USS Hepburn (FF-1055)

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USS Hepburn (FF-1055)
USS Hepburn (FF-1055) underway
History
United States
Name: Hepburn
Namesake: Arthur Japy Hepburn
Ordered: 22 July 1964
Builder: Todd Shipyards, Los Angeles Division, San Pedro, California
Laid down: 1 June 1966
Launched: 25 March 1967
Sponsored by: Mrs. Arthur J. Hepburn and Mrs. Lorraine Hepburn Barse
Acquired: 27 June 1969
Commissioned: 3 July 1969
Decommissioned: 20 December 1991
Struck: 11 January 1995
Fate: Sunk as target 4 June 2002
General characteristics
Class and type: Knox-class frigate
Displacement: 3,238 tons (4,231 full load)
Length: 438 ft (134 m)
Beam: 46 ft 9 in (14.25 m)
Draft: 24 ft 9 in (7.54 m)
Propulsion:
  • 2 × CE 1200psi boilers
  • 1 Westinghouse geared turbine
  • 1 shaft, 35,000 shp (26 MW)
Speed: over 27 knots (31 mph; 50 km/h)
Range: 4,500 nautical miles (8,330 km) at 20 knots (23 mph; 37 km/h)
Complement: 18 officers, 267 enlisted
Sensors and
processing systems:
  • AN/SPS-40 Air Search Radar
  • AN/SPS-67 Surface Search Radar
  • AN/SQS-26 Sonar
  • AN/SQR-18 Towed array sonar system
  • Mk68 Gun Fire Control System
Electronic warfare
& decoys:
AN/SLQ-32 Electronics Warfare System
Armament:
Aircraft carried: one SH-2 Seasprite (LAMPS I) helicopter

USS Hepburn (FF-1055) was a United States Navy Knox-class frigate named for Arthur Japy Hepburn.

Design and description[edit]

The Knox class design was derived from the Brooke-class frigate modified to extend range and without a long-range missile system. The ships had an overall length of 438 feet (133.5 m), a beam of 47 feet (14.3 m) and a draft of 25 feet (7.6 m). They displaced 4,066 long tons (4,131 t) at full load. Their crew consisted of 13 officers and 211 enlisted men.[1]

The ships were equipped with one Westinghouse geared steam turbine that drove the single propeller shaft. The turbine was designed to produce 35,000 shaft horsepower (26,000 kW), using steam provided by 2 C-E boilers, to reach the designed speed of 27 knots (50 km/h; 31 mph). The Knox class had a range of 4,500 nautical miles (8,300 km; 5,200 mi) at a speed of 20 knots (37 km/h; 23 mph).[2]

The Knox-class ships were armed with a 5"/54 caliber Mark 42 gun forward and a single 3″/50 caliber gun aft. They mounted an eight-round ASROC launcher between the 5-inch (127 mm) gun and the bridge. Close-range anti-submarine defense was provided by two twin 12.75-inch (324 mm) Mk 32 torpedo tubes. The ships were equipped with a torpedo-carrying DASH drone helicopter; its telescoping hangar and landing pad were positioned amidships aft of the mack. Beginning in the 1970s, the DASH was replaced by a SH-2 Seasprite LAMPS I helicopter and the hangar and landing deck were accordingly enlarged. Most ships also had the 3-inch (76 mm) gun replaced by an eight-cell BPDMS missile launcher in the early 1970s.[3]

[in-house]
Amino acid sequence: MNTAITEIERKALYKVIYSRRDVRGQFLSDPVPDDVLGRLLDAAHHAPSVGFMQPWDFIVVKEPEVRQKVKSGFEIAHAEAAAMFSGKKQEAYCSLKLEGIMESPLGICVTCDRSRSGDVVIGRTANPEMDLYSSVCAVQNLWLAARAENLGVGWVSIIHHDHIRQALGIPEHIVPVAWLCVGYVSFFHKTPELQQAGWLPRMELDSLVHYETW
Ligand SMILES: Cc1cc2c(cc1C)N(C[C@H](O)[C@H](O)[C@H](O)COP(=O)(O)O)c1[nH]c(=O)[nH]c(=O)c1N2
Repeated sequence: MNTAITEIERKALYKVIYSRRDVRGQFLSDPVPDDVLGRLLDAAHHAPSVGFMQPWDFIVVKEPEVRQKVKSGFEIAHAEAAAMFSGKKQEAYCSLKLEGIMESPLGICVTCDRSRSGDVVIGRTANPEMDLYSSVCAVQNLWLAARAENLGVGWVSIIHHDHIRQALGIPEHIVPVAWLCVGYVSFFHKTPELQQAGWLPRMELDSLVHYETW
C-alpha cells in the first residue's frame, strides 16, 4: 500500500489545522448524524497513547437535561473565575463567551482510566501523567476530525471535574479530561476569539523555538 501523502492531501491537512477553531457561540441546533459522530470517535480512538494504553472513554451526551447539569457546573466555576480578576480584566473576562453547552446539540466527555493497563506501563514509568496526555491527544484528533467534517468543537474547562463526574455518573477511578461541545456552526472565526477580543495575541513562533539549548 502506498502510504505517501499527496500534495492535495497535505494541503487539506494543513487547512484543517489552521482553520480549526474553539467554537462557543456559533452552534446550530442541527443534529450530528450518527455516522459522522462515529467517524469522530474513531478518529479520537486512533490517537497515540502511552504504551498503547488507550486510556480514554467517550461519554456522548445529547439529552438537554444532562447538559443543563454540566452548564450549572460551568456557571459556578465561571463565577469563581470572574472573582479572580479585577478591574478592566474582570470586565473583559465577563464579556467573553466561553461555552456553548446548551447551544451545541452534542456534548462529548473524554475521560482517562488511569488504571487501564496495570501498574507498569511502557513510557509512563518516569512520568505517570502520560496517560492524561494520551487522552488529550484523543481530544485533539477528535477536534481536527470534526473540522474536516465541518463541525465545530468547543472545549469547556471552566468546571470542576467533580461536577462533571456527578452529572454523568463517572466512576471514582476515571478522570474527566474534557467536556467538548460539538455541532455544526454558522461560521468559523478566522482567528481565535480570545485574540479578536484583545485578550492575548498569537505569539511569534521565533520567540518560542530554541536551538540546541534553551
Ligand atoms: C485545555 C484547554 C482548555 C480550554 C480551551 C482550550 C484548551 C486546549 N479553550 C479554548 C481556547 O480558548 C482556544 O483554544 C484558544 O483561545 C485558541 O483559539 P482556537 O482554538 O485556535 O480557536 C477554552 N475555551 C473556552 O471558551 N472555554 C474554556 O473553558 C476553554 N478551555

Construction and career[edit]

She was laid down 1 June 1966, by Todd Shipyards, Los Angeles Division, San Pedro, California; and launched 25 March 1967; sponsored by Mrs. Arthur J. Hepburn and Mrs. Lorraine Hepburn Barse. She was delivered 27 June 1969 and commissioned 3 July 1969.

Hepburn was an escorting member of the Indian ocean Task Group of 1976. The task group consisted of the cruiser Fox, frigate Gray and the oiler Passumpsic . The task group sailed from Subic Bay in December 1975. The task group made port calls at Singapore, Karachi, Mombasa, Réunion and Diego Garcia. While transiting from Karachi to the southern Indian Ocean, the group passed through the anchorage area of the Soviet task forces anchored off the island of Socotra. During their time in the Arabian Sea, the task group conducted the first ever acoustical survey of this body of water. The Task group returned to Subic Bay on March 1976.

She was decommissioned 20 December 1991 and struck 11 January 1995. Hepburn was sunk as a target on 4 June 2002.

Notes[edit]

  1. ^ Friedman, pp. 357–60, 425
  2. ^ Gardiner, Chumley & Budzbon, p. 598
  3. ^ Friedman, pp. 360–61; Gardiner, Chumley & Budzbon, p. 598

References[edit]

  • Friedman, Norman (1982). U.S. Destroyers: An Illustrated Design History. Annapolis, Maryland: Naval Institute Press. ISBN 0-87021-733-X. 
  • Gardiner, Robert; Chumbley, Stephen & Budzbon, Przemysław (1995). Conway's All the World's Fighting Ships 1947-1995. Annapolis, Maryland: Naval Institute Press. ISBN 1-55750-132-7. 

This article incorporates text from the public domain Dictionary of American Naval Fighting Ships. The entry can be found here.

External links[edit]